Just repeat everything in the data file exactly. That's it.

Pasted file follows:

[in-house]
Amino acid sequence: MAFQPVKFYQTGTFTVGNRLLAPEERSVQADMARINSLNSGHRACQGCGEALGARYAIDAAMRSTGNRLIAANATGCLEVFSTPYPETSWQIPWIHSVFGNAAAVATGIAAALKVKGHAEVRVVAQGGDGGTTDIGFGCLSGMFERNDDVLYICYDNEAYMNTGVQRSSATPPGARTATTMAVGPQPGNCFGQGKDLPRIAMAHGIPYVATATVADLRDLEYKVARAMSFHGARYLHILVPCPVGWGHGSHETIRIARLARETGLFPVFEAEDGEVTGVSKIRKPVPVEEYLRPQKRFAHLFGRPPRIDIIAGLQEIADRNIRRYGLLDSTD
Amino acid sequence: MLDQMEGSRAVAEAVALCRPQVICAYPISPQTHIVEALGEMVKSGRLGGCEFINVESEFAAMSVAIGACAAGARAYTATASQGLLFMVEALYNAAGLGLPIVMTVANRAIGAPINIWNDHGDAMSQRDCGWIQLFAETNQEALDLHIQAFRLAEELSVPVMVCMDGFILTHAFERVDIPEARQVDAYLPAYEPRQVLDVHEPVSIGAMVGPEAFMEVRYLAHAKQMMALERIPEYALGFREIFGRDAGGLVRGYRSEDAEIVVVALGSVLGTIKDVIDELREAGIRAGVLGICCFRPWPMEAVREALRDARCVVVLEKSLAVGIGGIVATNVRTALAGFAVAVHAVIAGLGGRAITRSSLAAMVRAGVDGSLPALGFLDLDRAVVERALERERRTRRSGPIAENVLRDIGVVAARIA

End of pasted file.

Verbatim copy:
[in-house]
Amino acid sequence: MAFQPVKFYQTGTFTVGNRLLAPEERSVQADMARINSLNSGHRACQGCGEALGARYAIDAAMRSTGNRLIAANATGCLEVFSTPYPETSWQIPWIHSVFGNAAAVATGIAAALKVKGHAEVRVVAQGGDGGTTDIGFGCLSGMFERNDDVLYICYDNEAYMNTGVQRSSATPPGARTATTMAVGPQPGNCFGQGKDLPRIAMAHGIPYVATATVADLRDLEYKVARAMSFHGARYLHILVPCPVGWGHGSHETIRIARLARETGLFPVFEAEDGEVTGVSKIRKPVPVEEYLRPQKRFAHLFGRPPRIDIIAGLQEIADRNIRRYGLLDSTD
Amino acid sequence: MLDQMEGSRAVAEAVALCRPQVICAYPISPQTHIVEALGEMVKSGRLGGCEFINVESEFAAMSVAIGACAAGARAYTATASQGLLFMVEALYNAAGLGLPIVMTVANRAIGAPINIWNDHGDAMSQRDCGWIQLFAETNQEALDLHIQAFRLAEELSVPVMVCMDGFILTHAFERVDIPEARQVDAYLPAYEPRQVLDVHEPVSIGAMVGPEAFMEVRYLAHAKQMMALERIPEYALGFREIFGRDAGGLVRGYRSEDAEIVVVALGSVLGTIKDVIDELREAGIRAGVLGICCFRPWPMEAVREALRDARCVVVLEKSLAVGIGGIVATNVRTALAGFAVAVHAVIAGLGGRAITRSSLAAMVRAGVDGSLPALGFLDLDRAVVERALERERRTRRSGPIAENVLRDIGVVAARIA